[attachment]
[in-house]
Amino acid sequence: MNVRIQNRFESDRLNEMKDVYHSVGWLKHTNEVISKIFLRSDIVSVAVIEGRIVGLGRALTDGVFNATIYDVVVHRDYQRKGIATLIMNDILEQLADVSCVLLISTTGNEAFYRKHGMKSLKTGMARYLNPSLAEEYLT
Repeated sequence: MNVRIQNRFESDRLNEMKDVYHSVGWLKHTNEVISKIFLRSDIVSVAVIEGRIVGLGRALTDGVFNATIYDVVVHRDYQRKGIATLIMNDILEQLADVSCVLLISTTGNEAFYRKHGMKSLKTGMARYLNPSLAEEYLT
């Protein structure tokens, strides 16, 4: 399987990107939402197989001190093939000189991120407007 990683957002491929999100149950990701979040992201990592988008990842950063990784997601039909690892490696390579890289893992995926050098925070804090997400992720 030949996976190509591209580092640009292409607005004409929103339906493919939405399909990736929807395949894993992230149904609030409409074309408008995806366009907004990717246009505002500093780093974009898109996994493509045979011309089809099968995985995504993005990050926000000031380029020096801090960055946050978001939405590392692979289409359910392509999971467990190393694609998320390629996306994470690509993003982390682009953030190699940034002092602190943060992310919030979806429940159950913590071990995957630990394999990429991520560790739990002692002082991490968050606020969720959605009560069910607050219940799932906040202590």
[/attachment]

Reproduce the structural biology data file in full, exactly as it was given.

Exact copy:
[in-house]
Amino acid sequence: MNVRIQNRFESDRLNEMKDVYHSVGWLKHTNEVISKIFLRSDIVSVAVIEGRIVGLGRALTDGVFNATIYDVVVHRDYQRKGIATLIMNDILEQLADVSCVLLISTTGNEAFYRKHGMKSLKTGMARYLNPSLAEEYLT
Repeated sequence: MNVRIQNRFESDRLNEMKDVYHSVGWLKHTNEVISKIFLRSDIVSVAVIEGRIVGLGRALTDGVFNATIYDVVVHRDYQRKGIATLIMNDILEQLADVSCVLLISTTGNEAFYRKHGMKSLKTGMARYLNPSLAEEYLT
């Protein structure tokens, strides 16, 4: 399987990107939402197989001190093939000189991120407007 990683957002491929999100149950990701979040992201990592988008990842950063990784997601039909690892490696390579890289893992995926050098925070804090997400992720 030949996976190509591209580092640009292409607005004409929103339906493919939405399909990736929807395949894993992230149904609030409409074309408008995806366009907004990717246009505002500093780093974009898109996994493509045979011309089809099968995985995504993005990050926000000031380029020096801090960055946050978001939405590392692979289409359910392509999971467990190393694609998320390629996306994470690509993003982390682009953030190699940034002092602190943060992310919030979806429940159950913590071990995957630990394999990429991520560790739990002692002082991490968050606020969720959605009560069910607050219940799932906040202590």